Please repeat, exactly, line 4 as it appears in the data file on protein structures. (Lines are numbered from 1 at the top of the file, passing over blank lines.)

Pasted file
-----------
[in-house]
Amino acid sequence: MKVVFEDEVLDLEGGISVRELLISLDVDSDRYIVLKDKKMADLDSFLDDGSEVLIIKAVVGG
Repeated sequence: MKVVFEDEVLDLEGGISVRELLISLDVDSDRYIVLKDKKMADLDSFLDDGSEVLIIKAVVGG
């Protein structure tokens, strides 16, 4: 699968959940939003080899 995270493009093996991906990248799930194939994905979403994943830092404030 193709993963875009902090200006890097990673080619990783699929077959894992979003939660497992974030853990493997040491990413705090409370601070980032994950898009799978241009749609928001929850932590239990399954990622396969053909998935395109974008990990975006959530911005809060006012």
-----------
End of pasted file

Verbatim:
């Protein structure tokens, strides 16, 4: 699968959940939003080899 995270493009093996991906990248799930194939994905979403994943830092404030 193709993963875009902090200006890097990673080619990783699929077959894992979003939660497992974030853990493997040491990413705090409370601070980032994950898009799978241009749609928001929850932590239990399954990622396969053909998935395109974008990990975006959530911005809060006012």